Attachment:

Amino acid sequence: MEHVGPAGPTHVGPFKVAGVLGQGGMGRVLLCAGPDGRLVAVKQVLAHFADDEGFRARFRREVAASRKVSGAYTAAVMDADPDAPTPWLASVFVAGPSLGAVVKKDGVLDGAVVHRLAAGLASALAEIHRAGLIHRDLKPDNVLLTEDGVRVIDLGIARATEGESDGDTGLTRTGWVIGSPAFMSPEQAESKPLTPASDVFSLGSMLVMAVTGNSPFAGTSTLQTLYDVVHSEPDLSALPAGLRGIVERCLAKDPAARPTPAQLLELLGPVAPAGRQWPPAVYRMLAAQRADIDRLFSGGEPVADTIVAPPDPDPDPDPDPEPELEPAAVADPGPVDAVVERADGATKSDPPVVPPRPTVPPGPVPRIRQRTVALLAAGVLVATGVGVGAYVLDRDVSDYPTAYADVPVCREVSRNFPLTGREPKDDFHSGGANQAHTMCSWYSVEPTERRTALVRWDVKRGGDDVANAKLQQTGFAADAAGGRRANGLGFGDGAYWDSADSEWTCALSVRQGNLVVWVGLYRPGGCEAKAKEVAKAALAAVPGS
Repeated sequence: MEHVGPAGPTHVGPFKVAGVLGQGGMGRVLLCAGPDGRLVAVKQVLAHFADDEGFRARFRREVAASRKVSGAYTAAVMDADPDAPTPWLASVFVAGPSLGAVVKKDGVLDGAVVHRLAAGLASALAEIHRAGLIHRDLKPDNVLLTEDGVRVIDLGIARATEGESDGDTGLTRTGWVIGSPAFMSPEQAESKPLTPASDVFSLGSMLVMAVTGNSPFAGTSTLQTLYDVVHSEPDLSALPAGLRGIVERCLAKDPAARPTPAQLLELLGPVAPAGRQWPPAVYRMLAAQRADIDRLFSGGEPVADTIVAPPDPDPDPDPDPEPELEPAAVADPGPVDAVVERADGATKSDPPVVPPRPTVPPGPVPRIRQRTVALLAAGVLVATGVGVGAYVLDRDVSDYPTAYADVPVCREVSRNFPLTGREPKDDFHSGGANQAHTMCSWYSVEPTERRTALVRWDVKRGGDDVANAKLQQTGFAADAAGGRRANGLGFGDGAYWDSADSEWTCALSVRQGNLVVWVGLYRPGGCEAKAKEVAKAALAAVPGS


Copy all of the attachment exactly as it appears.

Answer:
Amino acid sequence: MEHVGPAGPTHVGPFKVAGVLGQGGMGRVLLCAGPDGRLVAVKQVLAHFADDEGFRARFRREVAASRKVSGAYTAAVMDADPDAPTPWLASVFVAGPSLGAVVKKDGVLDGAVVHRLAAGLASALAEIHRAGLIHRDLKPDNVLLTEDGVRVIDLGIARATEGESDGDTGLTRTGWVIGSPAFMSPEQAESKPLTPASDVFSLGSMLVMAVTGNSPFAGTSTLQTLYDVVHSEPDLSALPAGLRGIVERCLAKDPAARPTPAQLLELLGPVAPAGRQWPPAVYRMLAAQRADIDRLFSGGEPVADTIVAPPDPDPDPDPDPEPELEPAAVADPGPVDAVVERADGATKSDPPVVPPRPTVPPGPVPRIRQRTVALLAAGVLVATGVGVGAYVLDRDVSDYPTAYADVPVCREVSRNFPLTGREPKDDFHSGGANQAHTMCSWYSVEPTERRTALVRWDVKRGGDDVANAKLQQTGFAADAAGGRRANGLGFGDGAYWDSADSEWTCALSVRQGNLVVWVGLYRPGGCEAKAKEVAKAALAAVPGS
Repeated sequence: MEHVGPAGPTHVGPFKVAGVLGQGGMGRVLLCAGPDGRLVAVKQVLAHFADDEGFRARFRREVAASRKVSGAYTAAVMDADPDAPTPWLASVFVAGPSLGAVVKKDGVLDGAVVHRLAAGLASALAEIHRAGLIHRDLKPDNVLLTEDGVRVIDLGIARATEGESDGDTGLTRTGWVIGSPAFMSPEQAESKPLTPASDVFSLGSMLVMAVTGNSPFAGTSTLQTLYDVVHSEPDLSALPAGLRGIVERCLAKDPAARPTPAQLLELLGPVAPAGRQWPPAVYRMLAAQRADIDRLFSGGEPVADTIVAPPDPDPDPDPDPEPELEPAAVADPGPVDAVVERADGATKSDPPVVPPRPTVPPGPVPRIRQRTVALLAAGVLVATGVGVGAYVLDRDVSDYPTAYADVPVCREVSRNFPLTGREPKDDFHSGGANQAHTMCSWYSVEPTERRTALVRWDVKRGGDDVANAKLQQTGFAADAAGGRRANGLGFGDGAYWDSADSEWTCALSVRQGNLVVWVGLYRPGGCEAKAKEVAKAALAAVPGS